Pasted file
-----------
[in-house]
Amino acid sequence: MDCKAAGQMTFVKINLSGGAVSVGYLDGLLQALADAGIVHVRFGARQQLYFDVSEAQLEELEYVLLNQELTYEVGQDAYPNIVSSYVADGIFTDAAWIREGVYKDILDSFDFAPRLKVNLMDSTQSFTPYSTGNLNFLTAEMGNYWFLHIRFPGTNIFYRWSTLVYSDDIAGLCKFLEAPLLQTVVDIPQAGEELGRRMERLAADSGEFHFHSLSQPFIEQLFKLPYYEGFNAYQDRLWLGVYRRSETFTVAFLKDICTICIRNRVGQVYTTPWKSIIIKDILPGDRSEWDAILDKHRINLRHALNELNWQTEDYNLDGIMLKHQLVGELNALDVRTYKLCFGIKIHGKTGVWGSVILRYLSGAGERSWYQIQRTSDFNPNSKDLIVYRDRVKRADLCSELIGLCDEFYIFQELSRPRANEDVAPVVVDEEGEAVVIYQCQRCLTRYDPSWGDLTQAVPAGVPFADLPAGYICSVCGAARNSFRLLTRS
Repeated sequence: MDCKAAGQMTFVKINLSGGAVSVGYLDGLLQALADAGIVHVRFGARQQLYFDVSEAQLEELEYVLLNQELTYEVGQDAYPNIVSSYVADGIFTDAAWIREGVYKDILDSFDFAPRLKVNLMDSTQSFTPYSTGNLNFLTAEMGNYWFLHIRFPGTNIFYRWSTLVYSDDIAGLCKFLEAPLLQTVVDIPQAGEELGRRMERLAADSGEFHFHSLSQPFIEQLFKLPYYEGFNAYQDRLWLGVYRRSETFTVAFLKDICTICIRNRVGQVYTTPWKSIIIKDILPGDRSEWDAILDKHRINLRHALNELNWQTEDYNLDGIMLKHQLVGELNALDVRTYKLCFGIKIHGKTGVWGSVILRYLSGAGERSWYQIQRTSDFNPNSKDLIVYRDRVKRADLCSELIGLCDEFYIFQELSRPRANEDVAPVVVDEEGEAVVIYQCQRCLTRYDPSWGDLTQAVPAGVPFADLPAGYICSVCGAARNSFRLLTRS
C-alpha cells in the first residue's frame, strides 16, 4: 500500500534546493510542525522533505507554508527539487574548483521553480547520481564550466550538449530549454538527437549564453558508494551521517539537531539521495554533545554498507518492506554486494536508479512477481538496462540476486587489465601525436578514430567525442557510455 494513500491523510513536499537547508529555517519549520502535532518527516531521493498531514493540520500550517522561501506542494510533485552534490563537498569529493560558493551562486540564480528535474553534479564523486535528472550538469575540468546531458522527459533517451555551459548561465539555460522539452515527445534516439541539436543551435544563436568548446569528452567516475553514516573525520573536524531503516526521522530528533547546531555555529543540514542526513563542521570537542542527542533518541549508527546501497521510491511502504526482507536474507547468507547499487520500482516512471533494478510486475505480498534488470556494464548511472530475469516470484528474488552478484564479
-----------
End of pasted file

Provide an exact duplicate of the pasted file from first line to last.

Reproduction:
[in-house]
Amino acid sequence: MDCKAAGQMTFVKINLSGGAVSVGYLDGLLQALADAGIVHVRFGARQQLYFDVSEAQLEELEYVLLNQELTYEVGQDAYPNIVSSYVADGIFTDAAWIREGVYKDILDSFDFAPRLKVNLMDSTQSFTPYSTGNLNFLTAEMGNYWFLHIRFPGTNIFYRWSTLVYSDDIAGLCKFLEAPLLQTVVDIPQAGEELGRRMERLAADSGEFHFHSLSQPFIEQLFKLPYYEGFNAYQDRLWLGVYRRSETFTVAFLKDICTICIRNRVGQVYTTPWKSIIIKDILPGDRSEWDAILDKHRINLRHALNELNWQTEDYNLDGIMLKHQLVGELNALDVRTYKLCFGIKIHGKTGVWGSVILRYLSGAGERSWYQIQRTSDFNPNSKDLIVYRDRVKRADLCSELIGLCDEFYIFQELSRPRANEDVAPVVVDEEGEAVVIYQCQRCLTRYDPSWGDLTQAVPAGVPFADLPAGYICSVCGAARNSFRLLTRS
Repeated sequence: MDCKAAGQMTFVKINLSGGAVSVGYLDGLLQALADAGIVHVRFGARQQLYFDVSEAQLEELEYVLLNQELTYEVGQDAYPNIVSSYVADGIFTDAAWIREGVYKDILDSFDFAPRLKVNLMDSTQSFTPYSTGNLNFLTAEMGNYWFLHIRFPGTNIFYRWSTLVYSDDIAGLCKFLEAPLLQTVVDIPQAGEELGRRMERLAADSGEFHFHSLSQPFIEQLFKLPYYEGFNAYQDRLWLGVYRRSETFTVAFLKDICTICIRNRVGQVYTTPWKSIIIKDILPGDRSEWDAILDKHRINLRHALNELNWQTEDYNLDGIMLKHQLVGELNALDVRTYKLCFGIKIHGKTGVWGSVILRYLSGAGERSWYQIQRTSDFNPNSKDLIVYRDRVKRADLCSELIGLCDEFYIFQELSRPRANEDVAPVVVDEEGEAVVIYQCQRCLTRYDPSWGDLTQAVPAGVPFADLPAGYICSVCGAARNSFRLLTRS
C-alpha cells in the first residue's frame, strides 16, 4: 500500500534546493510542525522533505507554508527539487574548483521553480547520481564550466550538449530549454538527437549564453558508494551521517539537531539521495554533545554498507518492506554486494536508479512477481538496462540476486587489465601525436578514430567525442557510455 494513500491523510513536499537547508529555517519549520502535532518527516531521493498531514493540520500550517522561501506542494510533485552534490563537498569529493560558493551562486540564480528535474553534479564523486535528472550538469575540468546531458522527459533517451555551459548561465539555460522539452515527445534516439541539436543551435544563436568548446569528452567516475553514516573525520573536524531503516526521522530528533547546531555555529543540514542526513563542521570537542542527542533518541549508527546501497521510491511502504526482507536474507547468507547499487520500482516512471533494478510486475505480498534488470556494464548511472530475469516470484528474488552478484564479